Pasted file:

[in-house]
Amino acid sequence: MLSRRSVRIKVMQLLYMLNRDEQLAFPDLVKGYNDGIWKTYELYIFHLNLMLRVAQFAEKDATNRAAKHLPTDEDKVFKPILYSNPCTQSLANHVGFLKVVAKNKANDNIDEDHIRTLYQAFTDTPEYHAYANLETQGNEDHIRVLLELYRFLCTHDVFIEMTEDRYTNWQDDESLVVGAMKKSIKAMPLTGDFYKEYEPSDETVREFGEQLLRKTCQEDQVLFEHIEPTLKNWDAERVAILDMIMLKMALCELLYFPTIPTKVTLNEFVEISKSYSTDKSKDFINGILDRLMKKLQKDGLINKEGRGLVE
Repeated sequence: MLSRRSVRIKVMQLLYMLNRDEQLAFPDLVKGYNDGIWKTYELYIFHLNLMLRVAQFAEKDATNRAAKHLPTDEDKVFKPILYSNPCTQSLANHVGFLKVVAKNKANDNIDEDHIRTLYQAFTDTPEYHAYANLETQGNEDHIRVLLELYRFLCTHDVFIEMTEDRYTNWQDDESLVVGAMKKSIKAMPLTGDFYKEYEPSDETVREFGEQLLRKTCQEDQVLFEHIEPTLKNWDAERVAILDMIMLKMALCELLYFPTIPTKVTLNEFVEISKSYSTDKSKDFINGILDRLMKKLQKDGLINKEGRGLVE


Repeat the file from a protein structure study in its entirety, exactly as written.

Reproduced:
[in-house]
Amino acid sequence: MLSRRSVRIKVMQLLYMLNRDEQLAFPDLVKGYNDGIWKTYELYIFHLNLMLRVAQFAEKDATNRAAKHLPTDEDKVFKPILYSNPCTQSLANHVGFLKVVAKNKANDNIDEDHIRTLYQAFTDTPEYHAYANLETQGNEDHIRVLLELYRFLCTHDVFIEMTEDRYTNWQDDESLVVGAMKKSIKAMPLTGDFYKEYEPSDETVREFGEQLLRKTCQEDQVLFEHIEPTLKNWDAERVAILDMIMLKMALCELLYFPTIPTKVTLNEFVEISKSYSTDKSKDFINGILDRLMKKLQKDGLINKEGRGLVE
Repeated sequence: MLSRRSVRIKVMQLLYMLNRDEQLAFPDLVKGYNDGIWKTYELYIFHLNLMLRVAQFAEKDATNRAAKHLPTDEDKVFKPILYSNPCTQSLANHVGFLKVVAKNKANDNIDEDHIRTLYQAFTDTPEYHAYANLETQGNEDHIRVLLELYRFLCTHDVFIEMTEDRYTNWQDDESLVVGAMKKSIKAMPLTGDFYKEYEPSDETVREFGEQLLRKTCQEDQVLFEHIEPTLKNWDAERVAILDMIMLKMALCELLYFPTIPTKVTLNEFVEISKSYSTDKSKDFINGILDRLMKKLQKDGLINKEGRGLVE